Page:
A big part of my book is arguing for the justice after war. The reason you fight a war is to make the world better than it was before the war. And if you fight and then leave a mess, you’ve not done that. If we’re going to fight, for example, in North Korea, we should

absolutely fight with the intention of staying to help restore order and restore some semblance of peace and put them on the road to some semblance of justice as well, before we’re able to transition out. And that’s I think the implication of my argument for future conflicts like North Korea.

Mark Melton

And as a reminder for our listeners, ’cause I know for me personally I didn’t study just war tradition or Christian realism really, until after Graduate School… it was much more of a secular focus.

But when we use these terms: so there’s jus ad bellum, which is the idea of like the reasons why we go to war, there’s jus in bello, so in other words justice in war; So, we fight with proportionality and discrimination and so forth, which your book doesn’t really go into much, does it?

Paul D. Miller

That’s right, my book focuses mostly on jus ad bellum, the justice of going to war in the first place. And then I sort of conclude that a big implication is that we need to really pay attention to jus post bellum, the justice after war as you transition into kind of post conflict operations. I don’t have much to say in this book about jus in bello, the justice in how you fight. I think that is a less complicated moral argument: Don’t murder civilians, use proportional means. It gets complicated when you apply it to the particular case at hand. You know, what kind of technology can you use? Who can you aim at? That you know that sort of thing.

But for me, the real interesting moral argument is about the other two: jus ad bellum, jus post bellum.

Mark Melton

And I know that some just war theorists don’t use the terminology of jus post bellum, but I appreciated your explanation of why you use that and the importance of policy makers to explicitly think about that and how that influences how they will fight in the future or in the middle of the fight.

Paul D. Miller

Yeah, you know, any old classic formulation in the Augustinian tradition… I mean like Thomas Aquinas explicitly writes about the need to fight with right intention, because he’s writing as a Christian theologian to those whom he presumes are Christian princes

or statesman. And he understands it to be his pastoral responsibility to speak to their hearts. Now we don’t… you know, we don’t really do that these days because the just war discourse has been largely secularized. Policymakers don’t think about the, you know, the accountability of their hearts, to anybody. So, I think the way to capture that discussion is by talking about jus post bellum.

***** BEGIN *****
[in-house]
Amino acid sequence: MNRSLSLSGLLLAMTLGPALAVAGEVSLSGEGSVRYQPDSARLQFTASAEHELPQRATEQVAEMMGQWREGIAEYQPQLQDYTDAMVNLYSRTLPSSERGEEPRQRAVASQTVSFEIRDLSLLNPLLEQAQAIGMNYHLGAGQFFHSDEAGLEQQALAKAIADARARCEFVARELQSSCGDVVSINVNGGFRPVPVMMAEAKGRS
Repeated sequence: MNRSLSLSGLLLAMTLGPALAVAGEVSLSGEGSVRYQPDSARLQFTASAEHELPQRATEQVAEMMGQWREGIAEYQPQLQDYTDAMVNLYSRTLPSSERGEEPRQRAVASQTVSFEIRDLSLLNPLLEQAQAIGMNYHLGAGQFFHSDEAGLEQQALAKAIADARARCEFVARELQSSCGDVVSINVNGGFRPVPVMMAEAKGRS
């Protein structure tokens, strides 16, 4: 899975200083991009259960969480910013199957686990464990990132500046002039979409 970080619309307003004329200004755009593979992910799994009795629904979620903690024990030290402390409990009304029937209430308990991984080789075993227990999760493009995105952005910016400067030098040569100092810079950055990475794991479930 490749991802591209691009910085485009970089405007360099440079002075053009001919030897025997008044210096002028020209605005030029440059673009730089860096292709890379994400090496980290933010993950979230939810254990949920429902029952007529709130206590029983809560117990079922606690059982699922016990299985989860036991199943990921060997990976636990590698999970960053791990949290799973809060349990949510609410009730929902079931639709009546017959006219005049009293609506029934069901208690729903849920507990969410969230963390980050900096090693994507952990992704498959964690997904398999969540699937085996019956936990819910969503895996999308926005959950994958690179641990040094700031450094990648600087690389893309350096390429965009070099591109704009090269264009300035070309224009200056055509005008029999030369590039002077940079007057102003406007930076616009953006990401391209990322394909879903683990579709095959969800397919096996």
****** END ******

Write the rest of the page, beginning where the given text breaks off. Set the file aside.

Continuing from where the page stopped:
That is to say, we see what policymakers are really out for, by how they treat the country that they’re going to war with. If you’re fighting just a war of revenge or bloodlust, you go in and you kill people and you leave. And I think that’s immoral. But if you’re going in with love for one’s enemies as well as one neighbors, if you’re going in with the intention of building a better peace and more justice, then you will stay and you will build. And that’s kind of where we see the proof of our intentions. So, I think jus post bellum, justice after war, is a really helpful way of reconfiguring the old criterion of right intention. I think these things speak to the same underlying reality.

By the way, this is the issue I have with President Biden’s withdrawal in Afghanistan. If you look at his speech, he said that we accomplished our mission because we killed Bin Laden. So, President Biden thinks that the war in Afghanistan is all about killing bad guys. I think that’s wrong, and I think that’s actually an immoral way of thinking about the war in Afghanistan. We didn’t just go to kill bad guys, that’s not fighting with love for our enemies and our neighbors, including our Afghan neighbors.

I think if we’re going to fight the war in Afghanistan justly, yes, we have to kill bad guys… That’s part of war. But then we also have to build a just and lasting peace for ourselves and for those in whose country we fought the war. And so we have to fight with love for the Afghans and for the neighborhood. And so, I think President Biden’s withdrawal, based on President Trump’s peace deal is immoral and wrong and we shouldn’t do it.